Around 2005, through friends and church, we learned about Dave Ramsey‘s book, The Total Money Makeover; a plan for getting out of debt and becoming financially free. After a season of extreme and often painful sacrifice we finally unloaded all our debt in 2008. It’s been one of the best things we’ve ever done. We’re currently on Baby Step 6, but have paused in order to save money to cash-flow infertility treatments. If we do become pregnant we’ll drop back to Baby Step 5, saving for our child’s college education.

In 2007 I started my own business and it created enough income that we were blessed to have Desiree quit her job and become a homemaker. This was a big deal for us, a goal we often talked about. All Desiree ever wanted to do was be a Mom and a homemaker, I love that about her.

Last year, by the grace of God, we had an unusually good year and so because we’re debt-free we were afforded an extra amount of income to put towards our treatments. This first round of IVF has almost completely emptied our savings. The little we have left will be added to each month as we build it back up for a second round (our clinic offers the second at half cost) in case this one doesn’t take and if we decide on it when the time comes. Or God willing we’ll gladly spend it all on the costs of having a baby, or two.

Infertility adds a touch of bitterness to life and our finances are no different. It’s tough not being able to spend our hard-earned money on things like a second car with low gas mileage, painting the house, a couch that’s not broken, repairing walls and a bathroom floor that looks filthy even when you can eat off it. Even though it takes some convincing we know those things are wants and not needs. When we think of all the things we want, and we often do, we remind ourselves that we’re actually in a great place financially for what we’re going through – not everyone has the opportunity to do IVF. Is our situation the best? Are we independently wealthy with endless funds for treatments and adoptions? No, but we’re happy and blessed to be where we are.

Just another manic monday

UPDATE: Our thoughts and prayers are with those in Boston, MA, today. Obviously our day sucked, but it pales in comparison to this horrific event where lives were lost and affected. Please join us in praying for the victims and their families.

First of all it’s tax day and our accountant had been awaiting our reply all week to an email he sent to the wrong address. Basically this meant we filed our taxes literally at the last minute and it resulted in us spending the entire day waiting on him and a half hour at the post office after five in a line of countless people. On the up side we don’t owe as much as we thought; we owe every year because we’re self-employed, it’s just a matter of how much. This is good news because anything we’re able to keep is that much more available for IVF and related costs.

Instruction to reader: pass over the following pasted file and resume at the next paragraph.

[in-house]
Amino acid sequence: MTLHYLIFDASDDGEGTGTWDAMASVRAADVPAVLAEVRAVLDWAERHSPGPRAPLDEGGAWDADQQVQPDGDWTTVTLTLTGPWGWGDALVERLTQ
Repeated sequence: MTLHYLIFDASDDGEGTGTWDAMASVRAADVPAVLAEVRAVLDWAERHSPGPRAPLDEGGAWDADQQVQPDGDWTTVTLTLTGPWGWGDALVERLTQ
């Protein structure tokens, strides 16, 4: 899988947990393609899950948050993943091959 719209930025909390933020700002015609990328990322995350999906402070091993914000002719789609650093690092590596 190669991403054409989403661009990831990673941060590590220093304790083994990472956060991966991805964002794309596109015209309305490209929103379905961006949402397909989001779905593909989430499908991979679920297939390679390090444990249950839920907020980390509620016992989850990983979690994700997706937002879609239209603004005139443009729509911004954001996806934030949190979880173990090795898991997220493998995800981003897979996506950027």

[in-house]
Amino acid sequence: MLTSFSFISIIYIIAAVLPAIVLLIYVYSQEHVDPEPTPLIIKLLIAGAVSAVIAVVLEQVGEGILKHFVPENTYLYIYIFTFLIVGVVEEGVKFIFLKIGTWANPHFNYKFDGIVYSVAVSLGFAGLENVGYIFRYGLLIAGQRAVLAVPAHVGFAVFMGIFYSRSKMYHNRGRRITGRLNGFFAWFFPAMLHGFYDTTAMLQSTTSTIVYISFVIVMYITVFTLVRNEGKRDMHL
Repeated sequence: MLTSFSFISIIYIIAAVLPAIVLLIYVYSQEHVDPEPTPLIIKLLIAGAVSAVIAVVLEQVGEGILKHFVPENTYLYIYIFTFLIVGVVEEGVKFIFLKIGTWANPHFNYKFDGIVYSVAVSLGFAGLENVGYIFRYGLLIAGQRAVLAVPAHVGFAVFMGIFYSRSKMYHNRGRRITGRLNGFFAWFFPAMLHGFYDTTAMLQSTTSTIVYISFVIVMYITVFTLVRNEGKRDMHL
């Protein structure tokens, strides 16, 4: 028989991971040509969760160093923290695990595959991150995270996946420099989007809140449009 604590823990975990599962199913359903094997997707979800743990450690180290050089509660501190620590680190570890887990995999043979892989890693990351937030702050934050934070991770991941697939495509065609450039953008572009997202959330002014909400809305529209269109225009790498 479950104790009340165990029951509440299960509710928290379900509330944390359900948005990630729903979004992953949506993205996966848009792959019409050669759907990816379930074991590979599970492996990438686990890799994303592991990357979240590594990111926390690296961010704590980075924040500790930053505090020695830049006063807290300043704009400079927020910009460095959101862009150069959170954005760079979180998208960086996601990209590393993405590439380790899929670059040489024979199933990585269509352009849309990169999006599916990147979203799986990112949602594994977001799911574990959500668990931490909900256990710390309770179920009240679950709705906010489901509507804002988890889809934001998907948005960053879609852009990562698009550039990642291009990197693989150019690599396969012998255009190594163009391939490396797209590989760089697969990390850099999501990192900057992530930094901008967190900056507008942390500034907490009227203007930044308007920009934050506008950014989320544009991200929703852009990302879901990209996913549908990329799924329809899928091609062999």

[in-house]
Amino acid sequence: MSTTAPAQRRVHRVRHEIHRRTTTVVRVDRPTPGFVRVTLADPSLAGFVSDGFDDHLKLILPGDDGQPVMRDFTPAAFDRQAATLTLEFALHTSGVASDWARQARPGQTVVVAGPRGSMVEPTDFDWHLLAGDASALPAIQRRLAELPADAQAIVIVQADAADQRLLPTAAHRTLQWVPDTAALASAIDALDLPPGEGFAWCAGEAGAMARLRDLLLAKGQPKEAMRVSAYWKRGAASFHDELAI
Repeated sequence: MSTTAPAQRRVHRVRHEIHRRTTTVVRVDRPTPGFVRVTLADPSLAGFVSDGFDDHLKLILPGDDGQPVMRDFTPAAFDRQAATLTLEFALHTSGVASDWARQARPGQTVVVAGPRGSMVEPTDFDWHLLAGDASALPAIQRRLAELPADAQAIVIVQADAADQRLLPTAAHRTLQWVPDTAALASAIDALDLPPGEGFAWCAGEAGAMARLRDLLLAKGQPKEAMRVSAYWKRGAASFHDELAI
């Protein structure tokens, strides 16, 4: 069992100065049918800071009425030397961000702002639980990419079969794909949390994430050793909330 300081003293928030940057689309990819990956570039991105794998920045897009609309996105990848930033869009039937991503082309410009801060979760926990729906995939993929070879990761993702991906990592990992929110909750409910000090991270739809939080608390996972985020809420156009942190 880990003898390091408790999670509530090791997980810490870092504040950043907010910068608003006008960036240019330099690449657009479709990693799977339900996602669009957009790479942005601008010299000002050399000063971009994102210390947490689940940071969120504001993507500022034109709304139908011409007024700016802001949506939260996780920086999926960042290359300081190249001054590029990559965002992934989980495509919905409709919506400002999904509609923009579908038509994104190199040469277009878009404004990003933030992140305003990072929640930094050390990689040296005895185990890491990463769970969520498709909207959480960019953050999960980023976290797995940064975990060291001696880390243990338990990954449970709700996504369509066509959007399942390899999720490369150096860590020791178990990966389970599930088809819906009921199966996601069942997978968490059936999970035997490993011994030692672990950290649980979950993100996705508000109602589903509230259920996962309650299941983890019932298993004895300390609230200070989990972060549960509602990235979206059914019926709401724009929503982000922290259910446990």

The tax thing we can handle, but here’s where things get really dumb…

We got a voicemail from the infertility clinic about tomorrow’s preliminary testing. Apparently they need a referral from our primary care physician (PCP) for the sonohyst (saline ultrasound). The problem is they called after our PCP had closed for the day and it sometimes takes up to 72 hours to get a referral; we’re praying they’ll somehow have one available in the morning (we left a voicemail). Another problem is if we wait to reschedule tomorrow’s tests we’re wondering if we’ll miss our window for this cycle. I guess we’ll show up tomorrow not knowing if it’ll be covered by our insurance and accepting we’ll need to fight when the bill comes (as if we don’t already have to do that every time a bill comes).

Just a sidebar, our individual insurance plan (you know, the crappy kind for self-employed people) covers nothing beyond diagnostic testing and these tests are the last stop before we’re entirely out of pocket.

In addition to that we won’t be able to complete the semen analysis tomorrow because they apparently overlooked the fact that no technician will be in the lab to analyze it. So we’re delayed a week there. Thankfully if Desiree’s ultrasound goes well we can at least start the drug regiment in the meantime.

Today was one of those days where we throw our hands up, look at each other and sarcastically say, “Welcome to our lives where nothing ever comes easy!”

Oh, there was some good news, our blood-work all came back normal and our FSH levels are better than ever. They do fluctuate and we’ve always tested normal, but I don’t want to underestimate this in light of all the bad news. It is great news and one less thing to hold us back from moving forward.